Mass Hysteria Through the Years: Strange His-Story

Male perspective on what is going on with women….. would love to see real women – be asked to give their opinion.  Mass Hysteria – Conversion Disorder a non-scientific misogynist diagnosis….coming soon to a clinic near you….

Discovery News

Strange History: Mass Hysteria Through the Years

Analysis by Benjamin Radford
Mon Feb 6, 2012 05:28 PM ET

The news media has been abuzz recently about a seemingly mysterious illness that has nearly two dozen students at LeRoy High School in western New York twitching and convulsing uncontrollably.

Most doctors and experts believe that the students are suffering from mass sociogenic illness, also known as mass hysteria. In these cases, psychological symptoms manifest as physical conditions.

NEWS: Is Social Media Spreading Twitching Hysteria?

Sociologist Robert Bartholomew, author of several books on mass hysteria including The Martians Have Landed: A History of Media-Driven Panics and Hoaxes, explained to Discovery News that “there are two main types of contagious conversion disorder. The most common in Western countries is triggered by extreme, sudden stress; usually a bad smell. Symptoms typically include dizziness, headaches, fainting and over-breathing, and resolve within about a day.”

In contrast, Bartholomew said, “The LeRoy students are experiencing the rarer, more serious type affecting muscle motor function and commonly involves twitching, shaking, facial tics, difficulty communicating and trance states. Symptoms appear slowly over weeks or months under exposure to longstanding stress, and typically take weeks or months to subside.”

Mass hysteria cases are more common than people realize and have been reported all over the world for centuries. Here’s a look at some famous — and bizarre — cases of mass hysteria in history.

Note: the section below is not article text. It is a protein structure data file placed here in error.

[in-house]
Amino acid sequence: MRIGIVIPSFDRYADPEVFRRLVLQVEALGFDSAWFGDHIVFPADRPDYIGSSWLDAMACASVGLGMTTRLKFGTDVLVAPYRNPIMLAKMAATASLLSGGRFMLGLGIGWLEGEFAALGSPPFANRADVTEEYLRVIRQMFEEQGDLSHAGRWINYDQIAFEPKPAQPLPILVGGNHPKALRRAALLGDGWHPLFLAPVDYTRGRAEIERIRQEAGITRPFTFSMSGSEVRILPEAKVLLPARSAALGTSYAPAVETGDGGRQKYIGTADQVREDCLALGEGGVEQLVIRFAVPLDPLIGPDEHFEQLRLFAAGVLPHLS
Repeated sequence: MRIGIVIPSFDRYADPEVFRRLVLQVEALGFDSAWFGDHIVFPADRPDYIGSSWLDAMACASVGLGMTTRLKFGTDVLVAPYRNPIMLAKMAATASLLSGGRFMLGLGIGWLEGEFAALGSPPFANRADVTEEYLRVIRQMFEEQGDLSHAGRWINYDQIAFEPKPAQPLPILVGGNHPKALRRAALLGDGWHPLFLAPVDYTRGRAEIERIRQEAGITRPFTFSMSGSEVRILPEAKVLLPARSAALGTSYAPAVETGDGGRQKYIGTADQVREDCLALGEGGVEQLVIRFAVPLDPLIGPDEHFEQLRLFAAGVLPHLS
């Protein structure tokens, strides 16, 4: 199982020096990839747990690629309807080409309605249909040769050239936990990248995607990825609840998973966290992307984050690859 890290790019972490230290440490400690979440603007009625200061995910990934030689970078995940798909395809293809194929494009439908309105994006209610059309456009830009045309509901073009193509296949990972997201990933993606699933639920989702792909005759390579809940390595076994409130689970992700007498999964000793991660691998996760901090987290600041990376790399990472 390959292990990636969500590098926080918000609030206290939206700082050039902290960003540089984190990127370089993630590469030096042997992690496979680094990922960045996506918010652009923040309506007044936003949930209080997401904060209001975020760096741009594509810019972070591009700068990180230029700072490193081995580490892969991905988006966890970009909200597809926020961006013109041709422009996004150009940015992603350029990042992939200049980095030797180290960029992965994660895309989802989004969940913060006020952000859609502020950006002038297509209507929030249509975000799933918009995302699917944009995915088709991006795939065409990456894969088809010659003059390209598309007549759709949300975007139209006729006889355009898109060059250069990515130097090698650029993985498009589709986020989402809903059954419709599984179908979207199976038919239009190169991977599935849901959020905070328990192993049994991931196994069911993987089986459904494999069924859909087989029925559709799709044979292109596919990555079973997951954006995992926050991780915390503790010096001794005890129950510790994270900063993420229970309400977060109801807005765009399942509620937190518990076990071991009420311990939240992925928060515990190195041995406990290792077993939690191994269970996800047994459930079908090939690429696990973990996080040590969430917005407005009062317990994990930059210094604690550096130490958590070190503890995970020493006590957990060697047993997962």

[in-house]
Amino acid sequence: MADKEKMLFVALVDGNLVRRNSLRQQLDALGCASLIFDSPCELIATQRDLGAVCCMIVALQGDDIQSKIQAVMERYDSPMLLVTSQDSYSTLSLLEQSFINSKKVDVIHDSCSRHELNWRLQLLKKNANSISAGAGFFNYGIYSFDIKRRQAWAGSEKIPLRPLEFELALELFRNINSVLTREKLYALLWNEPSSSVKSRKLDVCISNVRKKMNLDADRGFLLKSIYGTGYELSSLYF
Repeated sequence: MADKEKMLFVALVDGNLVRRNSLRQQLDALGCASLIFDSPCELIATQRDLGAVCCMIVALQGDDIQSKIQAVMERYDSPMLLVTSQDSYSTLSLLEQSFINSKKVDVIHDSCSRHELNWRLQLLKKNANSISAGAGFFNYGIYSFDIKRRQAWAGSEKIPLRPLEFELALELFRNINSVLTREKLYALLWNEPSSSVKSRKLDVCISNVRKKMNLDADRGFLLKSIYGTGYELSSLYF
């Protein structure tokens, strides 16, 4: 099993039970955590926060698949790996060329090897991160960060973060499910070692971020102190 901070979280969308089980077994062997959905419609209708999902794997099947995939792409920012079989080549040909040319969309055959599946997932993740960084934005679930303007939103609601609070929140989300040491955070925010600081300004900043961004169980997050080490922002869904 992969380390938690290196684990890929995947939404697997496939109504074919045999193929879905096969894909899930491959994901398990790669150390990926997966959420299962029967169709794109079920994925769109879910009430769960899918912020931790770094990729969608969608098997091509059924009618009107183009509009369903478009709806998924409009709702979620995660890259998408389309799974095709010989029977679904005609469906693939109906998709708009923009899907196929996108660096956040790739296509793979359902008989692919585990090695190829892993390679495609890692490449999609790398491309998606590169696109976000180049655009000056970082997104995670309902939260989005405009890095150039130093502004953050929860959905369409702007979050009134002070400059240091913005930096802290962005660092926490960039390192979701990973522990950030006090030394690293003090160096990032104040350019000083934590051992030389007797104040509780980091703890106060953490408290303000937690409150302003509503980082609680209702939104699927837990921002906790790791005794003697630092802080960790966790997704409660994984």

The Mad Gasser of Mattoon

Many cases of mass hysteria are spawned by reports of strange or mysterious odors. One of the most famous cases occurred in 1944 when residents of Mattoon, Ill., reported that a “mad gasser” was loose in the small town.

It began with one woman named Aline Kearney, who smelled something odd outside her window. Soon she said her throat and lips were burning, and she began to panic when she felt her legs becoming paralyzed. She called police, and her symptoms soon subsided. Her husband, upon returning home later, reported glimpsing a shadowy figure lurking nearby. The “gas attack” (as it was assumed to be) on Mrs. Kearney was not only the gossip of the neighborhood but also reported in the local newspaper, and soon others in the small town reported odd odors and experiencing short-lived symptoms such as breathlessness, nausea, headache, dizziness and weakness. No “mad gasser” was ever found, and no trace of the mysterious gas was detected.

The French Meowing Nuns

Before 1900 many reports of mass hysteria occurred within the context of religious institutions. European convents in particular were often the settings for outbreaks. In one case the symptoms manifested in strange collective behavior; a source from 1844 reported that “a nun, in a very large convent in France, began to meow like a cat; shortly afterwards other nuns also meowed.

At last all the nuns meowed together every day at a certain time for several hours together.” The meowing went on until neighbors complained and soldiers were called, threatening to whip the nuns until they stopped meowing. During this era, belief in possession (such as by animals or demons, for example) was common, and cats in particular were suspected of being in league with Satan. These outbreaks of animal-like noises and behaviors usually lasted anywhere from a few days to a few months, though some came and went over the course of years.

The Pokémon Panic

A strange and seemingly inexplicable outbreak of bizarre behavior struck Japan in mid-December 1997, when thousands of Japanese schoolchildren experienced frightening seizures after watching an episode of the popular cartoon “Pokémon.” Intense flashes of light during the show triggered relatively harmless and brief seizures, nausea, and headaches. Doctors diagnosed some of the children with a rare, pre-existing condition called photosensitive epilepsy, in which bright flashing lights used in the cartoon can trigger the symptoms.

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Author: Leslie Carol Botha

Author, publisher, radio talk show host and internationally recognized expert on women's hormone cycles. Social/political activist on Gardasil the HPV vaccine for adolescent girls. Co-author of "Understanding Your Mood, Mind and Hormone Cycle." Honorary advisory board member for the Foundation for the Study of Cycles and member of the Society for Menstrual Cycle Research.